What Does It Profit Me?

The Solemnity of Mary the Mother of God (Jan. 1) marks the Octave of Christmas.  Next Sunday, we will celebrate Epiphany, and the Sunday after that, the Feast of the Baptism of the Lord.  As we transition from the Christmas season back into Ordinary Time, as we pack up the outward signs of Christmas, we want to find some small way of keeping Christmas – its meaning and its light – with us.  Has Christmas changed us?  How?

An image from an Edith Stein poem is a simple way to express the change that should take place within us every year:  “My heart has become your manger.”

Meister Eckhart in his own mystical way makes a similar point, and one which expresses the longevity of Christmas in the enduring power of the birth of Christ:  “But if it does not happen in me, if this child is not born in me, what does it profit me?  What matters is that God should be born again in me.”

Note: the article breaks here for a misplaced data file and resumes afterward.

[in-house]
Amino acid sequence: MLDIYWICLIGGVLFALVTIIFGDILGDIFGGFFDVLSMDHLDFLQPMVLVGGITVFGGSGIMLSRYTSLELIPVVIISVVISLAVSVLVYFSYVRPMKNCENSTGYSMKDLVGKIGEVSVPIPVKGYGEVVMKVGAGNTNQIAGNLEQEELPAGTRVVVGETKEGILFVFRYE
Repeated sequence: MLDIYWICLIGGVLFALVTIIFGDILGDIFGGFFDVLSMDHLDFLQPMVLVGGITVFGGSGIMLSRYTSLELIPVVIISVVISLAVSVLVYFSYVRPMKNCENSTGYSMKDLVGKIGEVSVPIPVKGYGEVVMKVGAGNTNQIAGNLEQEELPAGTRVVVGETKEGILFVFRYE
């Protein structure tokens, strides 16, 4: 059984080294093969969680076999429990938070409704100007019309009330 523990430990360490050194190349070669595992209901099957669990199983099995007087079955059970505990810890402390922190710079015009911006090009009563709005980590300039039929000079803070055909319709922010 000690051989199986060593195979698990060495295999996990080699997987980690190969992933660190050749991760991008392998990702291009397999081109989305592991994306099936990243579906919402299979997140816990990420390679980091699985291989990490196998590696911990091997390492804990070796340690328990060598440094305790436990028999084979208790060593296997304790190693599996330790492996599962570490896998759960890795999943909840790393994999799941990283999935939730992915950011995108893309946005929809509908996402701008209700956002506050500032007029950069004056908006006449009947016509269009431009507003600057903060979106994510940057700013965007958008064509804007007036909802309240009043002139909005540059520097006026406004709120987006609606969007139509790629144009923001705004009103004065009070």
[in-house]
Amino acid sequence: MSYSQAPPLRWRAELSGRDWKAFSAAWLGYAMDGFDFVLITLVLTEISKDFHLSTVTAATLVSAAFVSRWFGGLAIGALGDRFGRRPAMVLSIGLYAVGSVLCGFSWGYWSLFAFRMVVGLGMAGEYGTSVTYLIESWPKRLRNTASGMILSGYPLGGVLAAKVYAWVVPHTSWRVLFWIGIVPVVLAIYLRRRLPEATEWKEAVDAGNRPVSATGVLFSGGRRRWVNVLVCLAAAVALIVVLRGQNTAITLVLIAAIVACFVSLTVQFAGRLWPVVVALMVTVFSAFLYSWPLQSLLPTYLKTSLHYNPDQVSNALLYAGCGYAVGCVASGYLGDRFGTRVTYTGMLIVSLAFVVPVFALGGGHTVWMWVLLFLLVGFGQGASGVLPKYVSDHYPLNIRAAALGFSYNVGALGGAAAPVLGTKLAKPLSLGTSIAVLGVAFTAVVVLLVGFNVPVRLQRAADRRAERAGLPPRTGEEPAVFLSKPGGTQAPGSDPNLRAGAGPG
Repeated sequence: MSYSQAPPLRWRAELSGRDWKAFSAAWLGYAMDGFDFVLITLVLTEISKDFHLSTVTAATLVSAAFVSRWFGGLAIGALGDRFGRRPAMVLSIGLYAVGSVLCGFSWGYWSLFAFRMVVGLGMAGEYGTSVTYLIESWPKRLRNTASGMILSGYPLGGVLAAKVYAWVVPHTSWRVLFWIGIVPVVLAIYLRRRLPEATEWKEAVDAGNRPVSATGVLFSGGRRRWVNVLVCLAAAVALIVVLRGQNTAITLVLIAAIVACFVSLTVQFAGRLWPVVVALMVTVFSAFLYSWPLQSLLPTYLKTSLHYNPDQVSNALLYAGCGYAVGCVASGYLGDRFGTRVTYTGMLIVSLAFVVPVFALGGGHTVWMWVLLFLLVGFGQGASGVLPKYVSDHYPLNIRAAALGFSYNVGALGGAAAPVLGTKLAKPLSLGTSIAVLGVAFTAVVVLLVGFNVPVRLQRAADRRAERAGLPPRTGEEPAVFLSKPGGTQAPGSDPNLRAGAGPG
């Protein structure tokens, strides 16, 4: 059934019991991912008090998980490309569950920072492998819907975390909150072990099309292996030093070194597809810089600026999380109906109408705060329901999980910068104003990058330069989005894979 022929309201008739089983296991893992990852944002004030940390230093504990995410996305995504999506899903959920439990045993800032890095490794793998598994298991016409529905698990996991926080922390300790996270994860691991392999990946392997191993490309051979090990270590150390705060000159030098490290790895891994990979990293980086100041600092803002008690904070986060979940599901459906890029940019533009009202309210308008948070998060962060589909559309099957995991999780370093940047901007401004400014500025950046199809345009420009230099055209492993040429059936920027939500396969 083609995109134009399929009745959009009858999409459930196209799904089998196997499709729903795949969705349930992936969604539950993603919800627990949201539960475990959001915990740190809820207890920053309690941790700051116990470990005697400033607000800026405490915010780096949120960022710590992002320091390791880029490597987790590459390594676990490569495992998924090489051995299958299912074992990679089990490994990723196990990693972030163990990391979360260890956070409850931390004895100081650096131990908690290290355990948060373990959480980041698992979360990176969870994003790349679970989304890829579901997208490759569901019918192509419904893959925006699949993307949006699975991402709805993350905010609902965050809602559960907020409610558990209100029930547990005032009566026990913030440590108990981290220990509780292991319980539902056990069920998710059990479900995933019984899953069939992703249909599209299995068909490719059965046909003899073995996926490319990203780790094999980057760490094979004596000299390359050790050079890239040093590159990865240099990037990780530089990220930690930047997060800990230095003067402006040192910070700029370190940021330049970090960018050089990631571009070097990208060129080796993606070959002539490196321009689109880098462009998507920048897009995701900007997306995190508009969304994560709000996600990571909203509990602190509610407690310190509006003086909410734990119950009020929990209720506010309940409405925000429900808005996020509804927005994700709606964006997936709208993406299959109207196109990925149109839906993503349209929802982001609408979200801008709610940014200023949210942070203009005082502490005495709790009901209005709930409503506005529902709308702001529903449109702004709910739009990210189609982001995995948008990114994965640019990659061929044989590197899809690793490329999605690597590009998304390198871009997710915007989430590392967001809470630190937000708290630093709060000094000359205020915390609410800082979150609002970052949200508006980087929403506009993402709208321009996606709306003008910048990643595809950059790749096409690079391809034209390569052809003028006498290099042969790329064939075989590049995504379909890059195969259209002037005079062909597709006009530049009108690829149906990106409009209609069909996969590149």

Has your heart become a manger – a refuge – for him?  Has he been born – in you?  How will you share him with the world?

  -- Meister Eckhart (1260-1328) was a German theologian and mystic who was a member of the Dominican Order.  Eckhart was tried by the Inquisition as a heretic but has had many contemporary defenders, including John Paul II and the Dominican Order.  -- Edith Stein was a Jewish academic who converted to Catholicism and became a Carmelite sister.  She died at Auschwitz in 1942.  Stein was canonized in 1998 and is known as St. Teresa Benedicta of the Cross.  She has also been honored with the title of "martyr."  The quote above comes from her poem "Holy Night."

 

-- Meister Eckhart (1260-1328) was a German theologian and mystic who was a member of the Dominican Order.  Eckhart was tried by the Inquisition as a heretic but has had many contemporary defenders, including John Paul II and the Dominican Order. 

-- Edith Stein was a Jewish academic who converted to Catholicism and became a Carmelite sister.  She died at Auschwitz in 1942.  Stein was canonized in 1998 and is known as St. Teresa Benedicta of the Cross.  She has also been honored with the title of "martyr."  The quote above comes from her poem "Holy Night."